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Heat pump

A heat pump does what its name implies: it moves heat from one point to another. There are several physical effects used to create heat pumps. The three most common are gas compression, gas/liquid phase change, and the thermo-peltier effect. Refrigerators are the commonest domestic appliance making use of a heat pump. Refrigerators making use of all three types of heat pump can be found. Heating systems which make use of heat pumps are also available. Finally gas compression heat pumps using the Stirling cycle are commonly used to liquefy air in order to produce liquid nitrogen, oxygen, argon, etc. for industrial purposes.

In a Carnot heat engine, e.g. a steam engine, we are usually interested in producing work (e.g. electrical energy) out of heat. The Second law of thermodynamics makes that rather difficult and puts severe restrictions on the efficiency of such a process. Only part of the heat available, say, from burning fuel can be transformed into useful work, and the rest must be dumped in a cold reservoir (e.g. the river).

In a heat pump the desired product is heat. There is no restriction on transforming work (electricity) into heat. That means that in an electrical heater 100 joules (watt seconds) of electricity will give 100 joules of brand new heat. In a heat pump we can do more. We can use the electrical power to run the heat pump to move existing heat about.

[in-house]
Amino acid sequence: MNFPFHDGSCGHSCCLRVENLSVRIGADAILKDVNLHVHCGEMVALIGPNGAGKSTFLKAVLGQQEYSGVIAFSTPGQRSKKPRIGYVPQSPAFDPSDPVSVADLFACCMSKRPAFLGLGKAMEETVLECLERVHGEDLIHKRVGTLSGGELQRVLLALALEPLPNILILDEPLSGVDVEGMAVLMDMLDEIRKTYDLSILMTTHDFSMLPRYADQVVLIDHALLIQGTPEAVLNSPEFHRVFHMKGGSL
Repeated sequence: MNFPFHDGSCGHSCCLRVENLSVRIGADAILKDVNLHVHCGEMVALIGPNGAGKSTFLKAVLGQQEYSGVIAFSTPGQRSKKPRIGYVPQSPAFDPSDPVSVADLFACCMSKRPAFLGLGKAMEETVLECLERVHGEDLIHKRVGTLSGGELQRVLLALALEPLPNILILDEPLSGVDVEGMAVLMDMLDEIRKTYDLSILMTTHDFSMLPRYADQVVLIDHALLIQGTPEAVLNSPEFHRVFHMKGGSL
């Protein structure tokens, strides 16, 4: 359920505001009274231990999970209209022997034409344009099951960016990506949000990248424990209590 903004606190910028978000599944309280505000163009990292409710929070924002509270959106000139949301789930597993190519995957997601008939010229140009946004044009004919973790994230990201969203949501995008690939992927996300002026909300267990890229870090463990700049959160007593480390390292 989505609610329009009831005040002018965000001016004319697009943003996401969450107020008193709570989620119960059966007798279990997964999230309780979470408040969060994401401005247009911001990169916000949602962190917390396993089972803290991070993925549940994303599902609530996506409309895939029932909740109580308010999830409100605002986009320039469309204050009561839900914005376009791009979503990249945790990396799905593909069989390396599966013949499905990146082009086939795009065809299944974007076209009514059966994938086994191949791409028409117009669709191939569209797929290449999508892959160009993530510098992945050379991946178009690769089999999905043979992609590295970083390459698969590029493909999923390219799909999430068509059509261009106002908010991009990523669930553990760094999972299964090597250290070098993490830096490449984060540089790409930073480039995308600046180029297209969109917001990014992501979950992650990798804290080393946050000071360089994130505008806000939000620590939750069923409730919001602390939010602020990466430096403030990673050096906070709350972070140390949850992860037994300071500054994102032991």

A phase change heat pump employs a liquid with a low boiling point, once typically freon (CFC), now generally liquid ammonia, or occasionally the less corrosive propane or butane. This liquid requires energy (called latent heat) to evaporate, and it drains that energy from its surroundings in the form of heat (in the same way that sweating cools the body). When the vapour condenses again, it releases the energy, again in the form of heat.

First the liquid's pressure is lowered by an expansion valve on the side that is to cool down, forcing it to evaporate and extract heat from its surroundings. The gas is then pumped to the other side (the compressor) where it is compressed into a liquid, causing it to release its heat.

The result is that on the end of the pump where the heat is dumped, we get the heat that was pumped from one side to the other plus the amount of heat that corresponds to the electrical power we used to run the engine (100 joules per second).

How much heat we can pump depends on the difference in temperature between where we pump from (outside) and where we dump it (inside). The colder outside the less we can pump. If the pump is based on the phase change principle, in very cold weather the machine stops working when the outdoor part, the condenser, freezes. In these conditions a simple electric heater works better unless the phase change heat pump is replaced by a more suitable type such as a gas compression device.

When comparing the performance of heat pumps, it is best to avoid the word "efficiency", as it has many different meanings. The term "coefficient of performance" or COP is used to describe the ratio of heat output to electrical power consumption. A typical heat pump has a COP of about three, whereas an electric heater has a COP of just one.

Another advantage of heat pumps is that they can be operated in reverse to cool down the room. This makes them a useful component of air-conditioning systems.

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